12:30pm ET, live in the US on FSC
Last four head-to-head:
2-1 Liverpool (h) 01.01.11
1-0 Liverpool (a) 10.31.10
2-0 Liverpool (h) 01.30.10
3-2 Liverpool (h) 08.29.09
Last three matches:
Liverpool: 3-1 Exeter (a); 2-0 Arsenal (a); 1-1 Sunderland (h)
Bolton:2-1 Macclesfield (h); 2-3 City (h); 4-0 QPR (a)
Referee: Lee Probert
Guess at a line-up:
Kelly Carragher Agger Enrique
Kuyt Suarez Downing
I imagine there will be few holdovers from the Exeter match, despite the strength of that line-up. If pressed, I'd guess that only Suarez, Adam, and Reina will start for the second consecutive match.
Other than Suarez's inclusion, it's basically the same team which beat Arsenal last week. Adding Suarez while swapping Kuyt for Henderson should strengthen the side. The ex-Sunderland midfielder's been in for some unfair criticism, slower to adapt than Adam, Enrique, or Downing – which shouldn't be a surprise given where the four currently are in their careers. But Kuyt offers more attacking fluency, even at Anfield against a bruising mid-table side, and he and Downing switched flanks to decent effect a week ago. Bolton's fullbacks – the doubtful Steinsson and Paul Robinson – should be there for the taking. Maxi could be a decent option as well, helping to stretch and unlock an often-compact Bolton defense, with Kuyt on the bench as a utility attacker. With Ngog's exit inevitable, Liverpool are lacking in reserve strikers at the moment, but after 90 minutes on Wednesday with Kuyt rested, the Dutchman seems much more likely than Rodriguez.
Call the formation whatever you want: 4-2-2-2 or 4-2-3-1. It's not incredibly important with the above personnel, especially in the front four. Carroll will drop deep, Suarez will roam across the width and breadth of the final third, Downing and whomever (probably Kuyt) will switch flanks. Ideally, both Enrique and Kelly – probably still in place of the recovering Johnson – will join the attack more often than either were allowed at the Emirates.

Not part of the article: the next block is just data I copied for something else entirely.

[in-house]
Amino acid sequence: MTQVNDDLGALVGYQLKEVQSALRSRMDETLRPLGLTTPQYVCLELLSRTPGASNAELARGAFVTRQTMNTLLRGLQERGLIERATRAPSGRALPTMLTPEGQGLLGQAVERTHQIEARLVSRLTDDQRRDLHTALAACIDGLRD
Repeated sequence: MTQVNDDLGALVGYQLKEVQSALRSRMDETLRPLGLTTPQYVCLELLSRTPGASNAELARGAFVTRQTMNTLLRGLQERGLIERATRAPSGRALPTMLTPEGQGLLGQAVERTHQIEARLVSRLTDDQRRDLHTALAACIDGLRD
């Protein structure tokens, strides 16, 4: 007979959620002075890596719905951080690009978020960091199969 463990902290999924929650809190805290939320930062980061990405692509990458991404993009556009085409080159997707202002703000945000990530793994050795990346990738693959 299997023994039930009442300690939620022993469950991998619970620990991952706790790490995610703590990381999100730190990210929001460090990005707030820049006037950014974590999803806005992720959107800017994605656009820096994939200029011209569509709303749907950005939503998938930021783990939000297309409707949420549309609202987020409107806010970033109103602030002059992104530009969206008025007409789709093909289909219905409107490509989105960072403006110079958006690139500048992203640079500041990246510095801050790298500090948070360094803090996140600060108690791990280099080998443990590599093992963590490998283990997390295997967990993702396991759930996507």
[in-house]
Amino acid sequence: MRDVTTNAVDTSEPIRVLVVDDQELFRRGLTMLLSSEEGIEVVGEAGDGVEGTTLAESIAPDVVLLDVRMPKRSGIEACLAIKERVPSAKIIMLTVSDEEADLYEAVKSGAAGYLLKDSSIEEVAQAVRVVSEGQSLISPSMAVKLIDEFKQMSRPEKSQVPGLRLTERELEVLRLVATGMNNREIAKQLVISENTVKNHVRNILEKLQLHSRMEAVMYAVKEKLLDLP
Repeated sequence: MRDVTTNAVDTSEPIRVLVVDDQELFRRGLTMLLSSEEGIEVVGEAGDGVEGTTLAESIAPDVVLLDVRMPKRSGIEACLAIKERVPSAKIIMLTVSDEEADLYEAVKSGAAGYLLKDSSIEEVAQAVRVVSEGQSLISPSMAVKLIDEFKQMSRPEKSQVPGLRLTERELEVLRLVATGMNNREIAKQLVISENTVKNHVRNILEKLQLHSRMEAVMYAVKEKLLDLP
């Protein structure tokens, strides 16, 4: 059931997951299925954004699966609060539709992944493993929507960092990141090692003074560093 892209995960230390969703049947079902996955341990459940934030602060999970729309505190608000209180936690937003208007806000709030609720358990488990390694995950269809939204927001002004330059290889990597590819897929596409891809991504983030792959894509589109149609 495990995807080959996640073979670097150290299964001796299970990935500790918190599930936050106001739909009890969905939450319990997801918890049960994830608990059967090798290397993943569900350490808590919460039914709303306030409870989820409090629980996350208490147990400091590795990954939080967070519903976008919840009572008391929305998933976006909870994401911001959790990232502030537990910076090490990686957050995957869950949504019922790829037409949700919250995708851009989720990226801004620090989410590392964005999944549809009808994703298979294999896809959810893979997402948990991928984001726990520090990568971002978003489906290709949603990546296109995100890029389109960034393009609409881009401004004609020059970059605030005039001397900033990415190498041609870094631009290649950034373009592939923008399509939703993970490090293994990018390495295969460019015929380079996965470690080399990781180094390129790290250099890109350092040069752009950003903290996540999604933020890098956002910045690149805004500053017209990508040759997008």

Owen Coyle's continued his ascent with Bolton, who were excellent in their first two games – rampant at QPR and unlucky to come away with nothing from hosting Mercenary City. Klasnic and Davies, particularly Davies, are the types of strikers who make me nervous when facing Liverpool's back line. Davies is all elbows, head, and shoulders, perpetually dangerous in the air (which Carragher, Agger, and Skrtel aren't), while Klasnic is one of those poachers who pops up with a bolt from absolutely nowhere when it's least excepted – i.e. his spectacular volley against City. That clip also shows the contributions of left-winger Petrov, who has the potential to give Kelly fits. If he's up for it. And it's usually impossible to tell if he'll be up for it until the whistle blows. Eagles, on the other flank, is another tricky winger happy to stay wide and deliver crosses. Finally, a midfield of Muamba and Reo Coker will be ubiquitously combative, to put it as nicely as possible – with the former likely to stick close to whichever forward drops deep – requiring Lucas and Adam to intelligently join the attack as they did against Arsenal.
As with Liverpool's last league opponents, injuries haven't been kind to Bolton, especially at the aforementioned fullback position. Steinsson is doubtful with a foot bruise, while Tyrone Mears, Sam Ricketts, and Marcos Alonso are all out. As is American Stuart Holden, still recovering from the ACL tear caused by Jonny Evans' completely hopeless haplessness.
I do worry about Liverpool's increasing reliance on its little Uruguayan. Suarez has three of Liverpool's six goals this season, and played a large part creating in the other three. The last time the Reds scored without Suarez on the pitch was in February against Sparta Prague, 17 games ago. At home against Bolton, a side that Liverpool's beaten in the last nine meetings and which hasn't won at Anfield since 2003 (in the League Cup), marks an excellent opportunity for others in the team to prove their importance.